Day 17 – Leon
Day 17 – Leon
What a difference a good night’s sleep makes. I walked 36 kilometres today and then (taking my guidebook’s advice) jumped on a bus to avoid the urban sprawl into Leon. So I’m all refreshed ready to explore Leon.
This morning I passed the halfway mark. I’m still wondering what the heck I’m doing. Yesterday I awoke full of energy and the desire to break away from the pack for a few days of solitude. Boy did I get it! Forty kilometres of straight, flat, dusty, hot, gravel road. You are alone, completely alone. There are no distractions, just the sound of your footsteps and the weight of your thoughts.
Last night I felt sick. I don’t know if it was the distance, the heat, the undercooked chicken at my last stop or all of the above. The albergue was ok but the town was like something from the twilight zone. Population about 20, one albergue and one bar.
I decided to have a short day today only 25 kilometres and spent €25 for a private room with bath. After a shower and a snooze I feel much better. My clothes are in the washing machine for the first good wash in two weeks and I’m going to have a good meal and hopefully a good night’s sleep. On the camino little things feel like such amazing luxuries. I hope to carry this appreciation of small things forward into my life.
Tonight’s albergue – a welcome oasis.
I walked 26 miles today and the last 10 was this. It felt like a very, very long day.
A wonderful early morning surprise
The meseta seems endless.
The high point – alto – of today’s walk at dawn.
Dawn breaks over today’s destination – Burgos.
Pilgrims seem to be obsessed with arranging stones.
Not sure what this is but it looked interesting.
The initial novelty has gone. It’s just miles of dusty path and hot days for now. But the blessings still flow. The friendships still flourish. The gratitude still permeates.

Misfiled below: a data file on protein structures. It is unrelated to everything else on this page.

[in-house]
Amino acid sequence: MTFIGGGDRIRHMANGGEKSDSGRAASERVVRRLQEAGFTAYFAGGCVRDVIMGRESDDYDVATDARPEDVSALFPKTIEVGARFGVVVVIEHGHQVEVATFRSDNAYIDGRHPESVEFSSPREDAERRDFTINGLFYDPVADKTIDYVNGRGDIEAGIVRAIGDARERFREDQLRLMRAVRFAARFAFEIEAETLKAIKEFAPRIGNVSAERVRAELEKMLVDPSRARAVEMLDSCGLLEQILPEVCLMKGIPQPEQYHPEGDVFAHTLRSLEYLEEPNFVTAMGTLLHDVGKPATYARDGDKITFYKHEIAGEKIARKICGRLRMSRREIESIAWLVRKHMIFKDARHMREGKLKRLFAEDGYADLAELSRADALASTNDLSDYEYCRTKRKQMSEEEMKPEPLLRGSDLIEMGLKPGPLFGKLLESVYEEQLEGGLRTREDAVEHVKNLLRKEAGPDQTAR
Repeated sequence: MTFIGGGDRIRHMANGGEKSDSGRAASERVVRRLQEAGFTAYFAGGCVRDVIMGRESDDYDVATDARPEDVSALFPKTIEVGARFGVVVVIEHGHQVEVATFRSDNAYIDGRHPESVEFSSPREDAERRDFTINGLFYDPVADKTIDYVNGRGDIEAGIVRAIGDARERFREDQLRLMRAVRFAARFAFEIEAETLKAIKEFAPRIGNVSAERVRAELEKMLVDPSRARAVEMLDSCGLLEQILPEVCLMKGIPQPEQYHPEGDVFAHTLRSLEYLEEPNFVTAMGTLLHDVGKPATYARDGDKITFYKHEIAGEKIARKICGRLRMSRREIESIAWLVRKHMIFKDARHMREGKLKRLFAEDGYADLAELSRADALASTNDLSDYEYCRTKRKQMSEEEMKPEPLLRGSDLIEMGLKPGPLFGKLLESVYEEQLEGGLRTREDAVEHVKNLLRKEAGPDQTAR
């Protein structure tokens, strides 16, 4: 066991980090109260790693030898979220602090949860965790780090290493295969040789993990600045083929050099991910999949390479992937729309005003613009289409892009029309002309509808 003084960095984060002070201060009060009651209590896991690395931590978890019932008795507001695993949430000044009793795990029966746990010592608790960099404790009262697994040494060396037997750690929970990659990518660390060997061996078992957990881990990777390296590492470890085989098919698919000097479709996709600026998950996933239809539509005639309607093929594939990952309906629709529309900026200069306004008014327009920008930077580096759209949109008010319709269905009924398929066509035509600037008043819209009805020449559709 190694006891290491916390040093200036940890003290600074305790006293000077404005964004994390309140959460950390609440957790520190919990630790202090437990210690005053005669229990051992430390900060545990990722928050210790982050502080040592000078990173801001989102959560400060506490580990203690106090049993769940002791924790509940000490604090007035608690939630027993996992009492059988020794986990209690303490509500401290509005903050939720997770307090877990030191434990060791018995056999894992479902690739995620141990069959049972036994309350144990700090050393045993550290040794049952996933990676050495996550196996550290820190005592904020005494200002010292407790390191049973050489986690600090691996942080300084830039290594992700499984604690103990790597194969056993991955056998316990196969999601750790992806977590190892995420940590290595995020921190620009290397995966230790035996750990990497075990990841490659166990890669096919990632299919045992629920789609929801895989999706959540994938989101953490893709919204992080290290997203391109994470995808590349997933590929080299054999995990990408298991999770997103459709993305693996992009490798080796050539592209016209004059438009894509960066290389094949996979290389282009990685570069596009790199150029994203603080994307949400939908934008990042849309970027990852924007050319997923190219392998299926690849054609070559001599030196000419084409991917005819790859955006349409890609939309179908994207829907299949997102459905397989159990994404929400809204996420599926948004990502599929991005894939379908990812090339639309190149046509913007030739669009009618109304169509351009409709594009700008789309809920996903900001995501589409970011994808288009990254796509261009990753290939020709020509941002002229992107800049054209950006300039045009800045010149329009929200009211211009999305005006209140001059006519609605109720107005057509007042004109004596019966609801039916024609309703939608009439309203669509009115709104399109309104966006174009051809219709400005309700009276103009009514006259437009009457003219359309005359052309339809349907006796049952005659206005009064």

Grapes growing in the red soil of La Rioja region
Supporting each other
Perhaps the most fascinating thing about the camino is how total strangers become friends so quickly. With the first week now over, those who only had a week available to walk have gone home, those with a tight schedule have quicken the pace and those with injuries have slowed down. This has resulted in some emotional, even tearful goodbyes after just one week. I wonder what it will be like saying goodbye for those who manage to walk together for five weeks.
An industrious vendor of cold drinks alongside the camino.
Pilgrims pause to watch the sunrise over Los Arcos
Today was one of the best days so far. It was a long, hot 29km walk into Rioja vineyard country. But the company was great. I walked with a wonderful lady from Spain, practicing my Spanish as we talked about all kinds of subjects. Chatting away, we got distracted, missed a turn and ended up lost surrounded by vineyards. Thankfully an ‘angel’ (her description) appeared ( driving a truck) and guided us back to the camino path.
Day 5 – 6
Relationships – Holding on and letting go
Yesterday I walked alone for most of the day and didn’t manage to reconnect with my walking gang before needing to bed down for the night. My first reaction was mild concern. Have I lost contact? Will I see them again? But my faith kicked in and I looked for the opportunity being put before me to meet other people. And sure enough I met and spent time talking with two former Jesuit priests who are walking together. As my eldest celebrates his birthday today, I am reminded that cherishing the time I have with those I love is important because letting go at some point is inevitable.
After the cool of the mountains, the landscape now changes to drier and hotter; much of what I expect for many days to come.